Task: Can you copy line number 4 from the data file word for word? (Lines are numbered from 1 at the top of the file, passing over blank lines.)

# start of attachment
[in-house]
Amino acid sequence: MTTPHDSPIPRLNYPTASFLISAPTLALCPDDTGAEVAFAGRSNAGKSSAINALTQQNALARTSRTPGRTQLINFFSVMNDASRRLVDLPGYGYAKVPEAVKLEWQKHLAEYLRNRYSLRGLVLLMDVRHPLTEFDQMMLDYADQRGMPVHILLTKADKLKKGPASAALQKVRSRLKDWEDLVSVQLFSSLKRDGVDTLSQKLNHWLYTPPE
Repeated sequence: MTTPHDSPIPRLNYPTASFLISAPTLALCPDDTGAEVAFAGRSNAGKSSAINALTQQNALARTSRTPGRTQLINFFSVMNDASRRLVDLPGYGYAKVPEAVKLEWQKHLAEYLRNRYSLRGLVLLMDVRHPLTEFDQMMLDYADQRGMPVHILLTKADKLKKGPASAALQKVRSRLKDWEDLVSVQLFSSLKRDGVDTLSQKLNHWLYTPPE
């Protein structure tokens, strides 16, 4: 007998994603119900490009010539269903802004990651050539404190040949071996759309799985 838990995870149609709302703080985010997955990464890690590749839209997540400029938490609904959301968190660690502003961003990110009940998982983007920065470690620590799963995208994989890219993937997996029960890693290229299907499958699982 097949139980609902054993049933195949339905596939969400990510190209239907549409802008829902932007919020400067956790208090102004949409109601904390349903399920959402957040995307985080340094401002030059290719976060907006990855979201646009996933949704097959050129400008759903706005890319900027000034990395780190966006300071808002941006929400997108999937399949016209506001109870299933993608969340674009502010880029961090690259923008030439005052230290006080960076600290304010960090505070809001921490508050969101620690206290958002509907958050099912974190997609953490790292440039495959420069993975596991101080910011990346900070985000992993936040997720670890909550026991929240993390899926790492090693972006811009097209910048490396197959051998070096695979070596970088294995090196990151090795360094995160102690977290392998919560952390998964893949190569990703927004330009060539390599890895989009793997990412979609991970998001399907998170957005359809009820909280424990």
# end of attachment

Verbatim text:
């Protein structure tokens, strides 16, 4: 007998994603119900490009010539269903802004990651050539404190040949071996759309799985 838990995870149609709302703080985010997955990464890690590749839209997540400029938490609904959301968190660690502003961003990110009940998982983007920065470690620590799963995208994989890219993937997996029960890693290229299907499958699982 097949139980609902054993049933195949339905596939969400990510190209239907549409802008829902932007919020400067956790208090102004949409109601904390349903399920959402957040995307985080340094401002030059290719976060907006990855979201646009996933949704097959050129400008759903706005890319900027000034990395780190966006300071808002941006929400997108999937399949016209506001109870299933993608969340674009502010880029961090690259923008030439005052230290006080960076600290304010960090505070809001921490508050969101620690206290958002509907958050099912974190997609953490790292440039495959420069993975596991101080910011990346900070985000992993936040997720670890909550026991929240993390899926790492090693972006811009097209910048490396197959051998070096695979070596970088294995090196990151090795360094995160102690977290392998919560952390998964893949190569990703927004330009060539390599890895989009793997990412979609991970998001399907998170957005359809009820909280424990």